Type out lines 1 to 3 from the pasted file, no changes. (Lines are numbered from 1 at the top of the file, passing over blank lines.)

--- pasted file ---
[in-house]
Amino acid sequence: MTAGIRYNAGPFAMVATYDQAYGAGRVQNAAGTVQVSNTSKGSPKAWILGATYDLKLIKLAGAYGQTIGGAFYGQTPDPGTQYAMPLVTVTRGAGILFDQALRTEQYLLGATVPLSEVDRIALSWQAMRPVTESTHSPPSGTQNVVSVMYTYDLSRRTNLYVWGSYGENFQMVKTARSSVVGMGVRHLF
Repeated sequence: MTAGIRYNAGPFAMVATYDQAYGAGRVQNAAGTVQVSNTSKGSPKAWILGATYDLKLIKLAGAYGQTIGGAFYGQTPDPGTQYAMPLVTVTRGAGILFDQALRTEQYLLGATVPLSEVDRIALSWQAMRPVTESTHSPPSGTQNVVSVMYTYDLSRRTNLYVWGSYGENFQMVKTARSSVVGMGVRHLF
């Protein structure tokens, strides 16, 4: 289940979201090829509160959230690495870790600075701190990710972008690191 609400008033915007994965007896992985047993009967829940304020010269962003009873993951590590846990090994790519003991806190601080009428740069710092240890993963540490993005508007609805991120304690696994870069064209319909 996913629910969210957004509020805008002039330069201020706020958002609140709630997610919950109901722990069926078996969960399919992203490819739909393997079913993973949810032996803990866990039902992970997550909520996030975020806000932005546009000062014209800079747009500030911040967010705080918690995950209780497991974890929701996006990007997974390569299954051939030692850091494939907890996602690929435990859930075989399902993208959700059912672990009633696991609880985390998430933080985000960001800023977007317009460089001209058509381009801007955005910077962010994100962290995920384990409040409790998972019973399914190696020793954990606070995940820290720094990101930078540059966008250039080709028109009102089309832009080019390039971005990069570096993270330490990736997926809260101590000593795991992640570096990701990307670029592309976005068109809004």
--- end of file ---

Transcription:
[in-house]
Amino acid sequence: MTAGIRYNAGPFAMVATYDQAYGAGRVQNAAGTVQVSNTSKGSPKAWILGATYDLKLIKLAGAYGQTIGGAFYGQTPDPGTQYAMPLVTVTRGAGILFDQALRTEQYLLGATVPLSEVDRIALSWQAMRPVTESTHSPPSGTQNVVSVMYTYDLSRRTNLYVWGSYGENFQMVKTARSSVVGMGVRHLF
Repeated sequence: MTAGIRYNAGPFAMVATYDQAYGAGRVQNAAGTVQVSNTSKGSPKAWILGATYDLKLIKLAGAYGQTIGGAFYGQTPDPGTQYAMPLVTVTRGAGILFDQALRTEQYLLGATVPLSEVDRIALSWQAMRPVTESTHSPPSGTQNVVSVMYTYDLSRRTNLYVWGSYGENFQMVKTARSSVVGMGVRHLF